Meet Iqbal and Twombly.* Pleading an ADA case sometimes seems trivially easy. Allege a disability, allege an encouter with an architectural barrier, claim intent to return or deterrence and any plaintiff should be able to at least avoid dismissal. It appears, however, that some courts are taking a harder look at the kind of vague allegations found in the pleadings of many serial plaintiffs. This gives defendants new opportunities for early dismissal.** More
ADA – serial litigation
By Richard Hunt in ADA - drive-by litigation, ADA - serial litigation, ADA FHA Litigation General, Restaurants, Retail, Shopping Centers Tags: "drive-by", ADA drive-by litigation, DIY, DIY ADA Survey, Do It Yourself
Today’s Google news brought another batch of outraged articles about serial ADA plaintiffs and legislators looking for solutions to the ADA litigation epidemic. The serial filer was in the Wichita, Kansas area, and the legislators were in Colorado, but otherwise the stories were pretty much the same as the stories last week, and the week before, and the week before that. Business owners say they were surprised to find that they were not ADA compliant, and lawmakers say the law should require a pre-suit demand so businesses have a chance to fix their problems before they get sued. The plaintiff, or his lawyer, always points out that the ADA has been in effect for 25 years, so it shouldn’t really be news. More
This is just a quick note about a major development in the story concerning thousands of lawsuits filed in Arizona by a purported disability rights group. The attorney involved, Peter Strojnik was mentioned in two of my blogs earlier this year. The Economist covers serial ADA litigation – Hunt quoted and Cheap Standing under the ADA. After investigations by the press and local authorities the head of the plaintiff organization has resigned and the Arizona Attorney General has intervened in an effort to shut down the litigation mill. You can read the most recent in a series of stories by Steven Trotten HERE and read the Motion to Intervene HERE. More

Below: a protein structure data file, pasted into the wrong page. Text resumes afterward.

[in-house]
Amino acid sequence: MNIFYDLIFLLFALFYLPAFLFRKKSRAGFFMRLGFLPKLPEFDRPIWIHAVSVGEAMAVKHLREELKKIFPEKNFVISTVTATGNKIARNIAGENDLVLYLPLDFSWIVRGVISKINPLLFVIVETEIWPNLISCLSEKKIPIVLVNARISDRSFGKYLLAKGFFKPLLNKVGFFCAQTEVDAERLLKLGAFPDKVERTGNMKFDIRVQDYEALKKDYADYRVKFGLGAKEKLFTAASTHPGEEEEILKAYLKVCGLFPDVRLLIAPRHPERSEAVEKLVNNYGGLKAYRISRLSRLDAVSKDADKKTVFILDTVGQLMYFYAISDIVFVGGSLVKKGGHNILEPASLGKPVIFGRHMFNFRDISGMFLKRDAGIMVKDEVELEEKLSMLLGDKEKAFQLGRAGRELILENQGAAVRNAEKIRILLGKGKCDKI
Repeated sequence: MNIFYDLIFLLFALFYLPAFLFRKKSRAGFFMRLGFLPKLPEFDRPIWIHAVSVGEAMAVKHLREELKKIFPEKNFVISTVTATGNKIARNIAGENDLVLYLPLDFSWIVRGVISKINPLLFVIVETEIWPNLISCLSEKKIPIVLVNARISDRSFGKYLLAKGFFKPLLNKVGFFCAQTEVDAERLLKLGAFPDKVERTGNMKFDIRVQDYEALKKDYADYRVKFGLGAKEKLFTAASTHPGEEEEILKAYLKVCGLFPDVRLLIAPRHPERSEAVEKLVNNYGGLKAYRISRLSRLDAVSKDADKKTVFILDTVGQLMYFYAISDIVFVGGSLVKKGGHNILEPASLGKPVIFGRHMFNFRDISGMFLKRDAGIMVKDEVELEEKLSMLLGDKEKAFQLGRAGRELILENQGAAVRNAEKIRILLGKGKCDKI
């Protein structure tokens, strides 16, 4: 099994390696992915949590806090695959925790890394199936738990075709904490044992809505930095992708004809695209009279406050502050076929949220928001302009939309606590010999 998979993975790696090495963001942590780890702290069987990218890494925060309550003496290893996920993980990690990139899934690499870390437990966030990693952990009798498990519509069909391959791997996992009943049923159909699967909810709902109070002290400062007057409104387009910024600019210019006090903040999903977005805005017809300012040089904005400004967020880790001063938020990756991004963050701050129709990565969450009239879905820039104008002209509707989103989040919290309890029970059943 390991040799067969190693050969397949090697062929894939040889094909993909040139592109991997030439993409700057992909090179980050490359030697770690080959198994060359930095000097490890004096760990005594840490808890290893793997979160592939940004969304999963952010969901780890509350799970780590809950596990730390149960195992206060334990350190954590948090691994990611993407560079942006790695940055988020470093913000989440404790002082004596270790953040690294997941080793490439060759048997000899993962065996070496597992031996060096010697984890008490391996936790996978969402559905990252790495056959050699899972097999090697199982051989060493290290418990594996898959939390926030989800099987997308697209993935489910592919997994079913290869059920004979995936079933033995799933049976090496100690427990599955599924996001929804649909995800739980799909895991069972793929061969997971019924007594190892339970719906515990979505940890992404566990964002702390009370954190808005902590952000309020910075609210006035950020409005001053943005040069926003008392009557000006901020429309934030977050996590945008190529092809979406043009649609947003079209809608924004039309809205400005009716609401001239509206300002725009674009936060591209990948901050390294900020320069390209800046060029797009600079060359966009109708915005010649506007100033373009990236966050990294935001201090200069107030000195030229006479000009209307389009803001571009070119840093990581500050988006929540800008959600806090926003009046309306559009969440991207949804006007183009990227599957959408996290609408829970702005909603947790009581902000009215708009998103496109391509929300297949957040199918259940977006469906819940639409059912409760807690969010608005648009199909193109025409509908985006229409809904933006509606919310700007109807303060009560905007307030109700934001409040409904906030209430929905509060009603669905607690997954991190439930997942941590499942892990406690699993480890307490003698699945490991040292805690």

By Richard Hunt in ADA, ADA - drive-by litigation, ADA - serial litigation, ADA FHA Legislation, ADA Internet, ADA Internet Web, ADA Miniature Horses, ADA regulations, ADA rulemaking, ADA service animals, DOJ, Uncategorized Tags: ADA service animals, miniature horses, service animals
“The Arizona Legislature altered laws this year that govern those service animals, specifically allowing businesses, especially restaurants, to tell an owner the animal must be removed if it is out of control or not housebroken.”
(Click here for complete article). This is interesting because the “altered law” does not appear to change anything. Under both the ADA and its Arizona equivalent businesses have always been entitled to exclude service animals that are out of control or not housebroken. Other details in the new law are also consistent with existing federal regulations concerning service animals. More
On July 7 H.R. 3765, the ADA Education and Reform Act of 2015, passed out of the House Judiciary Committee. H.R. 3765 is one of several pending ADA reform bills targeting “drive-by” or serial litigants. They share a common approach, requiring that plaintiffs give notice before filing suit so the problem can be fixed. They also share a common reaction from the disabilities and business communities. Disability advocates vehement oppose the bills while business groups support them.
We’ve blogged about H.R. 3765 before (click HERE and HERE to read the earlier blogs). Our prediction that the bill would go nowhere is proving wrong, but our criticism of the bill’s likely effectiveness hasn’t changed. Serial litigation is driven by cheap standing and the economics of defending a lawsuit in federal court, neither of which will be changed by this bill. There is something in the bill that all sides should agree on – a requirement for more ADA education. Unfortunately, this requirement comes without any funding, so it is unlikely to be effectively implemented. The best way to reduce litigation and help the disabled involves seriously funded education for business and coordination of ADA compliance requirements with the building inspection process at the local level. This would improve ADA compliance before a suit was filed or demand letter sent, and that would have the effect of moving resources from attorneys fees to accessibility. Private enforcement of the ADA through litigation is the most wasteful way to achieve the goals of the ADA, and as long as litigation is the main tool for enforcement the lion’s share of money will go to lawyers instead of improvements in accessibility.